Engineering & Technology at SVGS

YEAR 2020-21



APCS students have worked hard and accomplished a great deal. We have worked with much of the content that we need for the AP exam. That means that second semester will be spend picking up a few new content areas and honing our skills with what we have learned. These will add to our knowledge and it will provide a way to review “old” material.students have worked hard and accomplished much. They can be proud of themselves for all they have achieved.


SEMESTER 1:The Cyber Security Operations class has three teams participating in the National Youth Cyber Defense Competition, or Cyber Patriots (  Teams are given Windows 10, Windows Server, and Ubuntu Linux computers (virtual machines.)  They must answer forensics questions, find and fix insecure security configurations, and remove malware from those computers.  The teams are also given a quiz and network configuration from the Cisco Networking Academy.  Each round of the competition is online and lasts six hours.  Our teams have completed Round 1 and Round 2; all three teams placed in the top 25% nationally in Round 2.  Round 3 will be held January 22—wish us luck!

SVGS Cyber Security class competing as three teams in the Cyber Patriots competition 12/11/20.



Engineering I began with rapid prototyping of newspaper towers. The engineering design process was explained and experienced. Students also identified and imagined solutions for some of the many big challenges facing modern society. The reverse engineering of friction cars, readings from To Engineer is Human, and research into famous engineering failures helped to promote hands-on skills as well as an awareness of the limitations of engineering design.

Engineering design teams were formed based on personality profiles and skills assessments. Teamwork and collaboration are important aspects of engineering. With kinematics and dynamics providing mathematical models, we began our study of moving objects. Civil engineering was introduced through mapping, surveying and the bridge design project. The forces on stationary objects was explored using statics.

Mechanical drawing and Autodesk Inventortm were next on the syllabus. Students developed their drafting skills and used them to design ABS (plastic) brackets for 3D printing and testing. This introduction to mechanical engineering will include torque and finite element analysis through problems and Autodesk simulations. The first semester culminated with a unit on energy and machines.

The place where the blue lines are is where the bracket broke. The bracket broke in these places because we had no force to resist torque on the bracket.



Engineering II students also did some rapid prototyping but their primary focus of was learning about and flying drones. Students developed mechanical, electronic & programming skills as they repaired and refit the DJI F 450 quadcopters. Mathematical modelling and signal control was explored through the PID controller Lab. With that in mind, students spent time fine-tuning the RC controls and developing their piloting skills.

The historical and scientific background for working with drones was developed through research into the history of flight along with the study of fluid mechanics, including buoyancy, drag, lift and thrust. Drone applications were also researched and imagined. The relationship between theoretical and practical designs should help students with future projects and drone flights.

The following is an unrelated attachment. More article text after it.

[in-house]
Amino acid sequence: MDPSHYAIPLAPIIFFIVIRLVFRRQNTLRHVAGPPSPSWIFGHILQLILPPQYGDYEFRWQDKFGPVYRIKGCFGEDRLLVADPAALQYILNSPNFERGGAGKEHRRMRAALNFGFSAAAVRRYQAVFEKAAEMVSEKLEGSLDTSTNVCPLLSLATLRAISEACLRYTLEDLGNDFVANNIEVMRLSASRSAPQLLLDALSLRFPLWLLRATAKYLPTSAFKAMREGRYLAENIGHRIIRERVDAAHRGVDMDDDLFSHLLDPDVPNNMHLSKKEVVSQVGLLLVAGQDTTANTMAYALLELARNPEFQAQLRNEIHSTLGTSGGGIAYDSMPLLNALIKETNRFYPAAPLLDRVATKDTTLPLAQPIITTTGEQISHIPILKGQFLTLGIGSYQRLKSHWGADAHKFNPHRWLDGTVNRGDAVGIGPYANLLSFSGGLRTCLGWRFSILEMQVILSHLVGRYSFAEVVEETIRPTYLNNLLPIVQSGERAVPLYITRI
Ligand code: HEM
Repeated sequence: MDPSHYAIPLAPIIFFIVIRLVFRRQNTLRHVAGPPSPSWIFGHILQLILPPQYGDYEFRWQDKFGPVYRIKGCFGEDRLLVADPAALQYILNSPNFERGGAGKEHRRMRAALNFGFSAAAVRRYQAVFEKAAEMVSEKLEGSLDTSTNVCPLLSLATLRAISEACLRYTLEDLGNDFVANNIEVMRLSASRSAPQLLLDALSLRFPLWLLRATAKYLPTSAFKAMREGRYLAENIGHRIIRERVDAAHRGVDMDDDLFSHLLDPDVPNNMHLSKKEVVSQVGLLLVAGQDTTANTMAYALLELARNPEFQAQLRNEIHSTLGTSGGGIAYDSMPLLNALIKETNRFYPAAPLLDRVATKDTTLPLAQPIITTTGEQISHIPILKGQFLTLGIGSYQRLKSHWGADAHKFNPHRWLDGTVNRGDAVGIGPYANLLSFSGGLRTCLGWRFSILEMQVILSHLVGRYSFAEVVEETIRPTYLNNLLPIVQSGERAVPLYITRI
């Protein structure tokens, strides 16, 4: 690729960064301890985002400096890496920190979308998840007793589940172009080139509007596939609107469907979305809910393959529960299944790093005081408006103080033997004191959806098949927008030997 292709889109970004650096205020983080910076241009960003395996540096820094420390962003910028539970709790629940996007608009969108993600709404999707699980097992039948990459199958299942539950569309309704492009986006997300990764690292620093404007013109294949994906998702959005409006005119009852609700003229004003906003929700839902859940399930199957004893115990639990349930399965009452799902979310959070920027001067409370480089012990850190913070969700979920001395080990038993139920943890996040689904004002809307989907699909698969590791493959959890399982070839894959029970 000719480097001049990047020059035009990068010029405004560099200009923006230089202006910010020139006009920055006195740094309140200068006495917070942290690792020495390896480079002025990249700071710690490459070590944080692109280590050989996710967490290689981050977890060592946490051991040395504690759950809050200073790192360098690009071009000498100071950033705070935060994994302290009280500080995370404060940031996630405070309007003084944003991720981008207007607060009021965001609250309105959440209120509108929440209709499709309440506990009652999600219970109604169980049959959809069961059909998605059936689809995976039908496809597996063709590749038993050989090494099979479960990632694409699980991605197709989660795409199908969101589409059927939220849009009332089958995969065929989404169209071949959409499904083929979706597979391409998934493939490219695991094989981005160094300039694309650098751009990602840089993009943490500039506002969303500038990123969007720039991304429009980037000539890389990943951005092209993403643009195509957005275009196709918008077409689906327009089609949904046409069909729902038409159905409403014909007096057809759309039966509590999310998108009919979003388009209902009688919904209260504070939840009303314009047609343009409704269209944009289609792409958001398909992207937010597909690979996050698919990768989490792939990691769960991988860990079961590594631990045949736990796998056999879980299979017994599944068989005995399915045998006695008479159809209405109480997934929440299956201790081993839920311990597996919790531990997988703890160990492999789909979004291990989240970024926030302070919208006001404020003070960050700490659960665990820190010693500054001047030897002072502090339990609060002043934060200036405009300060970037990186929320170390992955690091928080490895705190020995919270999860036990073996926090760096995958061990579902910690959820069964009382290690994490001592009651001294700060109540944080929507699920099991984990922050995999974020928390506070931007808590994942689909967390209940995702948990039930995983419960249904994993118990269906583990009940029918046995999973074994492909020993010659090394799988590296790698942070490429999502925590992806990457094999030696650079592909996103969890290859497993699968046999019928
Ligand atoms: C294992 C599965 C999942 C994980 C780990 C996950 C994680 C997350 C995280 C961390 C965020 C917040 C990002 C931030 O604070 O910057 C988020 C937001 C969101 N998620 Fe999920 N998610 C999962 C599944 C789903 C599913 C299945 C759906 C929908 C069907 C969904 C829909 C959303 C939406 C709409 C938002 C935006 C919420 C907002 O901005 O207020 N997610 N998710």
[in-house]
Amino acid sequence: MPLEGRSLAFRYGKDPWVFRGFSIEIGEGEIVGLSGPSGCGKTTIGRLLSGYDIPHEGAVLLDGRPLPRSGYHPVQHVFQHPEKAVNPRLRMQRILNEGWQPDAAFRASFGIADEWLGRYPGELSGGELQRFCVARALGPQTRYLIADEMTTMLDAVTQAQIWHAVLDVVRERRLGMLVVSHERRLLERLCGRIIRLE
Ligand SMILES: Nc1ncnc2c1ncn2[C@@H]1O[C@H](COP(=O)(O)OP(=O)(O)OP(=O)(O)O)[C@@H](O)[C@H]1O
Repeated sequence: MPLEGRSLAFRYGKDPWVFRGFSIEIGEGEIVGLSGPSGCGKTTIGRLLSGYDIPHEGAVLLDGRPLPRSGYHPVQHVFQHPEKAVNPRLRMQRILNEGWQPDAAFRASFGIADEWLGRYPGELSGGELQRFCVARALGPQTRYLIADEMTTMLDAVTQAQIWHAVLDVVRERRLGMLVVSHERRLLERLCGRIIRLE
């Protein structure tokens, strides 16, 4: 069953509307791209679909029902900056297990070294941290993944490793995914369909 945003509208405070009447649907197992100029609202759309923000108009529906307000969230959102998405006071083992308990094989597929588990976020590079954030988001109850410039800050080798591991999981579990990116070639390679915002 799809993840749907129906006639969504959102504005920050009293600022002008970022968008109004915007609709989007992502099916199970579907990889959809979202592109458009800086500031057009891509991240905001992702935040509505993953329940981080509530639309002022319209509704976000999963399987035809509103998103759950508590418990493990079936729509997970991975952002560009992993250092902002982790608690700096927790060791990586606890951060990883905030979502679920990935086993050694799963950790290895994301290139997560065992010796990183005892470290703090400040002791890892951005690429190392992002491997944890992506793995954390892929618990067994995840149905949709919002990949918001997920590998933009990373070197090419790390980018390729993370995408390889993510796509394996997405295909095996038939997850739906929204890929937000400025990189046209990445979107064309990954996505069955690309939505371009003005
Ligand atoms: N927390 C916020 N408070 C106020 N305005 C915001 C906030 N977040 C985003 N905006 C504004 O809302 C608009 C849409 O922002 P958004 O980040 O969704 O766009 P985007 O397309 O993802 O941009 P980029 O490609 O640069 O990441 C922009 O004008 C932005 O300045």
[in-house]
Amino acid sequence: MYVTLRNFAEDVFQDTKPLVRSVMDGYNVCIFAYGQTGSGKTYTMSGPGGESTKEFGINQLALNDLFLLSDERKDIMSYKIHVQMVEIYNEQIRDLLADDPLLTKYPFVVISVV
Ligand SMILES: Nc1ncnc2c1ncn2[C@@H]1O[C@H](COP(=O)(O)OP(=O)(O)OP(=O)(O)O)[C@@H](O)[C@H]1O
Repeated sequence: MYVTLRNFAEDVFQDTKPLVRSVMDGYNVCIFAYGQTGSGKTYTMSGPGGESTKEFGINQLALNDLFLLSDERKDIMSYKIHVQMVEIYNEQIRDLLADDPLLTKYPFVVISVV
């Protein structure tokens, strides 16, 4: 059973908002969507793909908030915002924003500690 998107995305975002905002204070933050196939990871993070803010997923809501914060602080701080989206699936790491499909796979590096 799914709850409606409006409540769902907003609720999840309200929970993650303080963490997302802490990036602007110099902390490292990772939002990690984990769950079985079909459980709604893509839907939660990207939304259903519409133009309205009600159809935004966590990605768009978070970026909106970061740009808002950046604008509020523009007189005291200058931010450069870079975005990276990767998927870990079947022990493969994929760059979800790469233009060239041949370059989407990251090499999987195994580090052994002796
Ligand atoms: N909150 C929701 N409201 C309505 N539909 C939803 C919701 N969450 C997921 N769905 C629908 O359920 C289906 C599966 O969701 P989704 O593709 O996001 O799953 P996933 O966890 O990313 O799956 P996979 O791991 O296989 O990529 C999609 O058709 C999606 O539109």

Engineering II students also explored the impact of the industrial revolution on modern society and how innovative thinking and modern technology may be applied to meeting current societal challenges. Students grasp of these concepts can be applied in their long-term project proposals. The last unit focused on thermodynamics and energy systems and culminated in the building of an energy conversion system model.

Model Stirling Engine

Windmill Gearbox



This semester we made virtual Mondays into ArcGIS online days and students learned how to use insight, Urban, dashboards, and online analysis. They explored the ocean floor with depth sounding by taking readings from a closed box with a simulated ocean floor.  They were able to take use the readings and the Lat/Long coordinates on the box, put them into a map and make them three dimensional. 

Students also researched a potentially explosive situation that occurred in Springfield, Virginia and determined how to make detours for the interstates and escape routes for residents to shelters and the effects of flooding from Hurricane Katrina.  Their midterms included a traffic incident on a bridge, a train incident in Philadelphia, Chesapeake Bay flooding predicted for climate change, and the wind effects from Hurricane Katrina.

Next semester they will begin their own research projects using GIS as we learn how to use more tools.


SEMESTER 1: Students worked hard and learned about data and data analysis, lists, sequences, loops, conditional expressions and functions. Each topic we covered this semester will be a tool for the next semester. See an example of student work below.


SEMESTER 1: Students in the SVGS Machine Learning class have spent the first semester studying the application of classic machine learning techniques such as Support Vector Machines, Random Forest, and Ensemble Learning models. The students have taught a computer to read handwritten digits, detect the factors that lead to diabetes and cancer, and calculated housing prices from features of the house. The students have also completed their own projects studying data as diverse as tennis matches to predicting seizures.